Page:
Word that a conservative super-PAC was contemplating an ad campaign, to the tune of up to $10 million, attacking President Obama’s association with Jeremiah Wright has generated plenty of buzz. It now appears, however, that no such campaign is forthcoming. The PAC that was considering this approach, the Ending Spending Action Fund of billionaire Joe Ricketts, says that, although the idea was put forth as a possible direction to take, it has been rejected. The PAC will focus its efforts on “entirely on questions of fiscal policy, not attacks that seek to divide us socially or culturally.”
This decision is in line with a broad consensus that a Wright-based attack on Obama wouldn’t work and might even be counter-productive. For example, Chris Cilizza of the Washington Post argued that “people like President Obama personally and it’s hard to imagine an assault on someone he has already repudiated would undermine that basic likability factor.” Meanwhile conservatives argued, reasonably enough, that by now the issue is what Obama has done in office, not what he might be expected to do based on his choice of churches. They also urged super-PACS to focus more or less exclusively on the economy, as Ricketts’ group has now decided to do.
There’s no doubt that this election will be about Obama’s performance as president, especially when it comes to economic matters. So clearly, this is where the focus should be when it comes to campaign ads. But it also matters whether Obama is liked. And, to the extent we can trust voter responses in surveys on this matter, many more of them like Obama than are satisfied with his performance. Indeed, it may be his likeability that is keeping the president afloat these days.
Thus, there is something to be gained from any honest line of attack that makes voters like Obama less. Moreover, we know that Mitt Romney will be attacked on personal grounds ranging from his religion to his conduct in high school. To the extent voters are reminded (or informed for the first time) that Obama’s spiritual leader is an avowed hater of America, they may be less inclined, considering the alternative, to reject Romney because he is a Mormon or for reasons of his personality, past or present.
Accordingly, I think there may be value in talking about the Obama-Wright connection. Obviously, Romney shouldn’t (and won’t) talk about it, just as Obama won’t be the one talking about Romney’s religion. Nor should this be a priority for PACs. But it’s a line of attack they should not rule out. Of course, if newer inflammatory material comes to light, then it should move ahead of Rev. Wright in the queue.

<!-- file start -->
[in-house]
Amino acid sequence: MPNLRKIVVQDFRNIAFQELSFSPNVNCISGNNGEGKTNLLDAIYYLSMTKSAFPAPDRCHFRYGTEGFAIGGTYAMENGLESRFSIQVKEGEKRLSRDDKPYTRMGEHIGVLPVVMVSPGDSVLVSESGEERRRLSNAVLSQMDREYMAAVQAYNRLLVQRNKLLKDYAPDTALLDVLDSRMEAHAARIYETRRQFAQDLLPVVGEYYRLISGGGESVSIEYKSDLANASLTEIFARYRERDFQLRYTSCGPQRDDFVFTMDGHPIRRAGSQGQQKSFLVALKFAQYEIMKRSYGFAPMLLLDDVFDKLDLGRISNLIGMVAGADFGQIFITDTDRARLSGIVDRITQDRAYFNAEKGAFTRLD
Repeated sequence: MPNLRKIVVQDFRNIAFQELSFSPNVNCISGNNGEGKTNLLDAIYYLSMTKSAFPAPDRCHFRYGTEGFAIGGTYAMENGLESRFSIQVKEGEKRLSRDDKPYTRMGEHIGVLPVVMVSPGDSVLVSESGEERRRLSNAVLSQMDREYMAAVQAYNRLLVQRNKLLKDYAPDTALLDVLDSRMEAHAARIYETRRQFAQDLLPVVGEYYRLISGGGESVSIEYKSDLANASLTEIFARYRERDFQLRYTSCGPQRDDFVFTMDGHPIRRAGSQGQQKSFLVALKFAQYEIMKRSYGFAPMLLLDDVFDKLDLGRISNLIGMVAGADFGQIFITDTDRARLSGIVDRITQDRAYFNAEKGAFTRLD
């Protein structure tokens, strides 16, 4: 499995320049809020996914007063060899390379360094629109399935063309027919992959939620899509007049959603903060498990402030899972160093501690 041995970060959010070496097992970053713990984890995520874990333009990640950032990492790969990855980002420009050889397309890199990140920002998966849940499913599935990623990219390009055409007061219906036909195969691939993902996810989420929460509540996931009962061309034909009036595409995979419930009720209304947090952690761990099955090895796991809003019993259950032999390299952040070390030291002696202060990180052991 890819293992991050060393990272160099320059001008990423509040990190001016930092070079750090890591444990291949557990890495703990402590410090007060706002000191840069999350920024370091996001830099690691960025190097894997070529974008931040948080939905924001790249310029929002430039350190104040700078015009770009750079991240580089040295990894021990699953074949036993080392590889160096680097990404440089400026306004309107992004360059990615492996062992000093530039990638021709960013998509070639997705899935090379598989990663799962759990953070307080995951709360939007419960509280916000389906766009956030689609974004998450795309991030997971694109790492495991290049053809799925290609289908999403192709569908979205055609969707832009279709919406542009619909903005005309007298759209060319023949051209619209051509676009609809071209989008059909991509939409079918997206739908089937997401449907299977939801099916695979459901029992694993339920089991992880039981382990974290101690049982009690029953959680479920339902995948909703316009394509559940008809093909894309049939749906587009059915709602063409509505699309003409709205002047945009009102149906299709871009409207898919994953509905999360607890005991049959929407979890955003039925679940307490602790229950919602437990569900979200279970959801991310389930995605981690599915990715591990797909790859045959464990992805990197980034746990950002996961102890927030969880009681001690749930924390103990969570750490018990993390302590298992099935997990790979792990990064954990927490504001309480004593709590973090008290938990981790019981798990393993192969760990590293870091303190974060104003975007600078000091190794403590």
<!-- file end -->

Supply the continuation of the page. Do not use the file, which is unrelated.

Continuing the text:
The Obama-Wright line of attack does not depend on a connection to any policy Obama has implemented. What is the connection between Romney’s alleged bullying as a high school student and any policy? Having an avowed America-hater as one’s spiritual leader should tend to make one less liked, period. The suggestion by the Ending Spending Action Fund that this is an “attack that seek[s] to divide us socially or culturally” is ridiculous.
But the Obama-Wright connection becomes toxic if it can be tied to policy. Here, it may be possible to juxtapose Wright’s anti-Israel ravings with Obama’s hostility to Israel, which is surely a potential weakness for Obama.
We need not speculate, however, about whether there is mileage to be obtained through Rev. Wright and, if so, how best to obtain it. This is something that can be tested in focus groups. My pitch is that the issue be tested (if it has not been), rather than dismissed out of hand as old news. If Obama’s best defense is (1) I repudiated Wright when I ran for president and (2) this stuff shouldn’t be “re-litigated,” then there is no reason to back off the issue without testing it.